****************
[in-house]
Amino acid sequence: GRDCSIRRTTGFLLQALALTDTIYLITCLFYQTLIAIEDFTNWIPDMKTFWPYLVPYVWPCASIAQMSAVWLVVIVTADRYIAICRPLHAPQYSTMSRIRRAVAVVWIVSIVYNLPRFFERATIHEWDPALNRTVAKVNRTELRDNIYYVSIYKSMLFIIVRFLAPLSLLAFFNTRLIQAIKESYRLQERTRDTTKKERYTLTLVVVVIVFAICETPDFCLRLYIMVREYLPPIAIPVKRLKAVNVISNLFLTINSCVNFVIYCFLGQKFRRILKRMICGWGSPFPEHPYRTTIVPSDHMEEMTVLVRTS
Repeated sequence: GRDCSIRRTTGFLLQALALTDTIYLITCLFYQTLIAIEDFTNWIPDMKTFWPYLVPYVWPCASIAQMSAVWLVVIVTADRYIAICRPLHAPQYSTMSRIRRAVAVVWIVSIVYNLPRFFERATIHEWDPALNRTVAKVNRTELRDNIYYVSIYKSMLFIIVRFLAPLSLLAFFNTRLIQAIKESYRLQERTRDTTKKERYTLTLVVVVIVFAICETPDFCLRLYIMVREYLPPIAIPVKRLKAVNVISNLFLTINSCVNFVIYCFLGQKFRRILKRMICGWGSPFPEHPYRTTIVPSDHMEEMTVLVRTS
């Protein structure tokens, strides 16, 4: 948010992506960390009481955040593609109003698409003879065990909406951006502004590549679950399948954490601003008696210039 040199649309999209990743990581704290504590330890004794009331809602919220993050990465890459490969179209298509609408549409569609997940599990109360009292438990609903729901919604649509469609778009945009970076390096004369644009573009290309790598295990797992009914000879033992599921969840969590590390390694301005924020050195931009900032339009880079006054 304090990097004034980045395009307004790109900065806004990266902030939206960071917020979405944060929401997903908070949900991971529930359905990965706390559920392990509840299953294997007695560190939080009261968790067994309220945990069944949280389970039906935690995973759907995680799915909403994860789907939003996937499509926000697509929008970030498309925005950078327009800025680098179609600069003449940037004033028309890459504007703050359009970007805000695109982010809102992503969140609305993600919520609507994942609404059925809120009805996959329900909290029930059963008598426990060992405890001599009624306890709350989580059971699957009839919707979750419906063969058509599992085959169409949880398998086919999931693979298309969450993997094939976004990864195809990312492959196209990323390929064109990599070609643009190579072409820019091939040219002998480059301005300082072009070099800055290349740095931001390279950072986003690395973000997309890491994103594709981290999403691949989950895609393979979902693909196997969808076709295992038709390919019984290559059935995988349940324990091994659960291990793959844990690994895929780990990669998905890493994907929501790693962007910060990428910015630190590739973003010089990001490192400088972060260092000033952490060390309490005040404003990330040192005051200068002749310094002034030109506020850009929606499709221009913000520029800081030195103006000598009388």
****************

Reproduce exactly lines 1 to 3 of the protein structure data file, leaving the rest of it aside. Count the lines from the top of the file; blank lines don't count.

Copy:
[in-house]
Amino acid sequence: GRDCSIRRTTGFLLQALALTDTIYLITCLFYQTLIAIEDFTNWIPDMKTFWPYLVPYVWPCASIAQMSAVWLVVIVTADRYIAICRPLHAPQYSTMSRIRRAVAVVWIVSIVYNLPRFFERATIHEWDPALNRTVAKVNRTELRDNIYYVSIYKSMLFIIVRFLAPLSLLAFFNTRLIQAIKESYRLQERTRDTTKKERYTLTLVVVVIVFAICETPDFCLRLYIMVREYLPPIAIPVKRLKAVNVISNLFLTINSCVNFVIYCFLGQKFRRILKRMICGWGSPFPEHPYRTTIVPSDHMEEMTVLVRTS
Repeated sequence: GRDCSIRRTTGFLLQALALTDTIYLITCLFYQTLIAIEDFTNWIPDMKTFWPYLVPYVWPCASIAQMSAVWLVVIVTADRYIAICRPLHAPQYSTMSRIRRAVAVVWIVSIVYNLPRFFERATIHEWDPALNRTVAKVNRTELRDNIYYVSIYKSMLFIIVRFLAPLSLLAFFNTRLIQAIKESYRLQERTRDTTKKERYTLTLVVVVIVFAICETPDFCLRLYIMVREYLPPIAIPVKRLKAVNVISNLFLTINSCVNFVIYCFLGQKFRRILKRMICGWGSPFPEHPYRTTIVPSDHMEEMTVLVRTS